Gender, Poverty and Old-Age Livelihoods in Urban South India in an Era of Globalisation
AbstractThis article examines how older women's work in the informal economy contributes to family, national and global economies. It is argued here that protecting and promoting older women's livelihoods will not only serve the interests of older women, but will also have much wider social and economic significance. Drawing on fieldwork undertaken over the past two decades in urban South India, this article demonstrates that among the poorest families, rather than being dependent on spouse or family, older women are often self-supporting, support husbands and subsidise the incomes of younger relatives. Older women's work not only helps reduce family poverty, but is also critical to the distribution of agricultural produce in urban areas and supports India's global competitiveness. This article identifies how state and market responses to liberalisation and globalisation are threatening older women's livelihoods while failing to provide adequate safety nets for older women or their families.
Download InfoIf you experience problems downloading a file, check if you have the proper application to view it first. In case of further problems read the IDEAS help page. Note that these files are not on the IDEAS site. Please be patient as the files may be large.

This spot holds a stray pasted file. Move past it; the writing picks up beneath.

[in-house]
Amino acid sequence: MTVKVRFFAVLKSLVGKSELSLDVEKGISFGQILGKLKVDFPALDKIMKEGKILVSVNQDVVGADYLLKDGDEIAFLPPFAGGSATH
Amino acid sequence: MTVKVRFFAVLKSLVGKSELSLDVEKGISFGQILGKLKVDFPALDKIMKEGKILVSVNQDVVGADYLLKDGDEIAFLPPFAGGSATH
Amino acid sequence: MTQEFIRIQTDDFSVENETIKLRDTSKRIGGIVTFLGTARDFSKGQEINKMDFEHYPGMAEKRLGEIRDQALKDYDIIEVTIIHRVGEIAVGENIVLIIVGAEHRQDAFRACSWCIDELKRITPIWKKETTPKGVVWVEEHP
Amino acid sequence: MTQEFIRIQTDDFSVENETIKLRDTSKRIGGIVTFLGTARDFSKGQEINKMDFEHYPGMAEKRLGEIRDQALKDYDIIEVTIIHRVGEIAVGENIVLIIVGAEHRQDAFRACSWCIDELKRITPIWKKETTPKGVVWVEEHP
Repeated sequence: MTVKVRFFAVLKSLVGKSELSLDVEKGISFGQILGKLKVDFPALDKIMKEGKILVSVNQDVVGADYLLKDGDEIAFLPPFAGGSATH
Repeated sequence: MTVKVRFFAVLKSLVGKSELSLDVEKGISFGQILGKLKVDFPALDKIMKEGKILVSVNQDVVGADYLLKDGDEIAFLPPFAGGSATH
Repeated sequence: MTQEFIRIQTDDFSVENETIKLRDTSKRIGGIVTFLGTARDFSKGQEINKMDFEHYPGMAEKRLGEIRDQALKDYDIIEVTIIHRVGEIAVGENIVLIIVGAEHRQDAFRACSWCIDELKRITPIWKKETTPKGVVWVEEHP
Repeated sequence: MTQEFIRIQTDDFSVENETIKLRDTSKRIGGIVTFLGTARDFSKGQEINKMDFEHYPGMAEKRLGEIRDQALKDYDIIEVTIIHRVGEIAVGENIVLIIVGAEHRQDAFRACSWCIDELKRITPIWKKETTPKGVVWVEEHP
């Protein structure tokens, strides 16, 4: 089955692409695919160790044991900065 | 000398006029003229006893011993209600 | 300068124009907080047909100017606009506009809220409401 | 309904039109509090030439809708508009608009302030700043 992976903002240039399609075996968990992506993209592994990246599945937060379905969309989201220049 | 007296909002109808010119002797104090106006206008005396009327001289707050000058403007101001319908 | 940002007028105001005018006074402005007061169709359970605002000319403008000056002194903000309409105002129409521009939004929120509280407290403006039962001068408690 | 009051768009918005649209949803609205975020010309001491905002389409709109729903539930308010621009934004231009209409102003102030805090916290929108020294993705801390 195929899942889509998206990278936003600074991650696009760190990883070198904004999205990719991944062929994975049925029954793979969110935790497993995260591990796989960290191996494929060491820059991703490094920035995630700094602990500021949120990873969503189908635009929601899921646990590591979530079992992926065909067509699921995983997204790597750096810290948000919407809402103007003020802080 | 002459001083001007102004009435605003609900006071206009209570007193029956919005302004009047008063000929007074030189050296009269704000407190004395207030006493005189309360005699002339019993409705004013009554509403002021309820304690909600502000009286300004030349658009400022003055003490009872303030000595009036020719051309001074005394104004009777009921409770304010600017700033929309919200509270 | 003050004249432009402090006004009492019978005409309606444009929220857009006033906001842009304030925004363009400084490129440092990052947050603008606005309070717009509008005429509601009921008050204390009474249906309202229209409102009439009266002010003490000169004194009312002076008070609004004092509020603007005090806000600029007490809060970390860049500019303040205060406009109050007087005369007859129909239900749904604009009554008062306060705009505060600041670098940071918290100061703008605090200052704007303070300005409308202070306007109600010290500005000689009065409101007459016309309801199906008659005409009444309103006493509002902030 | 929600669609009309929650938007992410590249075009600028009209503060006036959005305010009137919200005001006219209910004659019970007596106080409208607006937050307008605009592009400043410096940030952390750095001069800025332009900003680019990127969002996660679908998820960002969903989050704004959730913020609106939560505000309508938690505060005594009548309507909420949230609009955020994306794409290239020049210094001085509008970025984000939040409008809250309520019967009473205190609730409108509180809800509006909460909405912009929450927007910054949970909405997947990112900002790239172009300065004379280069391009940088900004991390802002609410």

As the access to this document is restricted, you may want to look for a different version under "Related research" (further below) or search for a different version of it.
Bibliographic InfoArticle provided by Taylor & Francis Journals in its journal Oxford Development Studies.
Volume (Year): 40 (2012)
Issue (Month): 3 (September)
Contact details of provider:
Web page: http://www.tandfonline.com/CODS20
You can help add them by filling out this form.
reading list or among the top items on IDEAS.Access and download statisticsgeneral information about how to correct material in RePEc.
For technical questions regarding this item, or to correct its authors, title, abstract, bibliographic or download information, contact: (Michael McNulty).
If you have authored this item and are not yet registered with RePEc, we encourage you to do it here. This allows to link your profile to this item. It also allows you to accept potential citations to this item that we are uncertain about.
If references are entirely missing, you can add them using this form.
If the full references list an item that is present in RePEc, but the system did not link to it, you can help with this form.
If you know of missing items citing this one, you can help us creating those links by adding the relevant references in the same way as above, for each refering item. If you are a registered author of this item, you may also want to check the "citations" tab in your profile, as there may be some citations waiting for confirmation.
Please note that corrections may take a couple of weeks to filter through the various RePEc services.